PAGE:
Keywords:  Akt3; Corticospinal; Epilepsy; Hemimegalencephaly; Regeneration; Regenerative sprouting; STAT3; Spinal cord; mTOR
  9. Elife. 2021 Dec 31. pii: e72093. [Epub ahead of print]10
      Antibodies are indispensable tools used for a large number of applications in both foundational and translational bioscience research; however, there are drawbacks to using traditional antibodies generated in animals. These include a lack of standardization leading to problems with reproducibility, high costs of antibodies purchased from commercial sources, and ethical concerns regarding the large number of animals used to generate antibodies. To address these issues, we have developed practical methodologies and tools for generating low-cost, high-yield preparations of recombinant monoclonal antibodies and antibody fragments directed to protein epitopes from primary sequences. We describe these methods here, as well as approaches to diversify monoclonal antibodies, including customization of antibody species specificity, generation of genetically encoded small antibody fragments, and conversion of single chain antibody fragments (e.g. scFv) into full-length, bivalent antibodies. This study focuses on antibodies directed to epitopes important for mitosis and kinetochore function; however, the methods and reagents described here are applicable to antibodies and antibody fragments for use in any field.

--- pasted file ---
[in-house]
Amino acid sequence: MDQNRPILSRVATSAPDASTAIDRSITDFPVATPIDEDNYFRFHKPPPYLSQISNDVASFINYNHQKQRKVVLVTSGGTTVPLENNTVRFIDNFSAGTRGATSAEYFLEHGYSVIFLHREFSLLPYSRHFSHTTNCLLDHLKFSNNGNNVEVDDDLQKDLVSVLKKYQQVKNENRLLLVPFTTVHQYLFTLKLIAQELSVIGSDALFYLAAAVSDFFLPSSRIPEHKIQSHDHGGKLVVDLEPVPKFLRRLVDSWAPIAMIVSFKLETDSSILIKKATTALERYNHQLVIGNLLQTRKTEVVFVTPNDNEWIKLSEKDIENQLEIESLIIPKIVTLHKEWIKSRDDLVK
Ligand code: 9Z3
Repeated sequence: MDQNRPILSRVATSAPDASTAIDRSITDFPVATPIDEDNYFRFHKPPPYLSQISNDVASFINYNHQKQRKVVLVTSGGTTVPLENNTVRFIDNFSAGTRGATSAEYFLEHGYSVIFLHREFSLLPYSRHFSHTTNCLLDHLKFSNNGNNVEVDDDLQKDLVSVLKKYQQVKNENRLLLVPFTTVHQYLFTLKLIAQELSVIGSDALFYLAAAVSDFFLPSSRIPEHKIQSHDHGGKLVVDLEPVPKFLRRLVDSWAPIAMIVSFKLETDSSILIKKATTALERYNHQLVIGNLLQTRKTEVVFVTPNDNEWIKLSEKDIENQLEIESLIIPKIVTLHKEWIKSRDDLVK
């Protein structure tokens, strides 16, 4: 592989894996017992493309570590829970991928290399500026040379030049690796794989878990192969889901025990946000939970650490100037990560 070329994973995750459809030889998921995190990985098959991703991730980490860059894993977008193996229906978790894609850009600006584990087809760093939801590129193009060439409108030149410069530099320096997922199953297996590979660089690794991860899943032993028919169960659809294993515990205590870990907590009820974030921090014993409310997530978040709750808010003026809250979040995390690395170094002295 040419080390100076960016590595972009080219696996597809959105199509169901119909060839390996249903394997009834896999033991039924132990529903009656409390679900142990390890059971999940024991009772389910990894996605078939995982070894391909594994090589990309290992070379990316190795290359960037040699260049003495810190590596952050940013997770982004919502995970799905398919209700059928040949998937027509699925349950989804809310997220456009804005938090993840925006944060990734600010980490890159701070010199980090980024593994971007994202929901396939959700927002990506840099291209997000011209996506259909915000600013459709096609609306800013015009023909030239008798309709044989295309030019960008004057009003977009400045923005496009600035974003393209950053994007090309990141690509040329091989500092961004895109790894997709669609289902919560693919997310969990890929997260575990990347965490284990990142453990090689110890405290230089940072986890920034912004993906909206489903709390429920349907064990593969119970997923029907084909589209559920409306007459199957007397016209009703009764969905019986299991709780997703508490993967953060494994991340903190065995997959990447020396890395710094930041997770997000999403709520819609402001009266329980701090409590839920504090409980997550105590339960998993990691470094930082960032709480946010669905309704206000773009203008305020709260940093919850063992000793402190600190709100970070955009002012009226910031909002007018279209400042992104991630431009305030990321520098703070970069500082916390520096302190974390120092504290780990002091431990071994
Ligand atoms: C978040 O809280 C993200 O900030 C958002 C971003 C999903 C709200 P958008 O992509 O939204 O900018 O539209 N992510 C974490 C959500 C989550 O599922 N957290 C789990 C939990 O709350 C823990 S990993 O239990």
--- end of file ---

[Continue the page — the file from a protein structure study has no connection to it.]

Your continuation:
Keywords:  biochemistry; cell biology; chemical biology; human
  10. Front Genet. 2021 ;12 798628
      Endometrial cancer (EC) is the most common malignancy of the female reproductive tract worldwide. Although comprehensive genomic analyses of EC have already uncovered many recurrent genetic alterations and deregulated signaling pathways, its disease model has been limited in quantity and quality. Here, we review the current status of genetic models for EC in mice, which have been developed in two distinct ways at the level of organisms and cells. Accordingly, we first describe the in vivo model using genetic engineering. This approach has been applied to only a subset of genes, with a primary focus on Pten inactivation, given that PTEN is the most frequently altered gene in human EC. In these models, the tissue specificity in genetic engineering determined by the Cre transgenic line has been insufficient. Consequently, the molecular mechanisms underlying EC development remain poorly understood, and preclinical models are still limited in number. Recently, refined Cre transgenic mice have been created to address this issue. With highly specific gene recombination in the endometrial cell lineage, acceptable in vivo modeling of EC development is warranted using these Cre lines. Second, we illustrate an emerging cell-based model. This hybrid approach comprises ex vivo genetic engineering of organoids and in vivo tumor development in immunocompromised mice. Although only a few successful cases have been reported as proof of concept, this approach allows quick and comprehensive analysis, ensuring a high potential for reconstituting carcinogenesis. Hence, ex vivo/in vivo hybrid modeling of EC development and its comparison with corresponding in vivo models may dramatically accelerate EC research. Finally, we provide perspectives on future directions of EC modeling.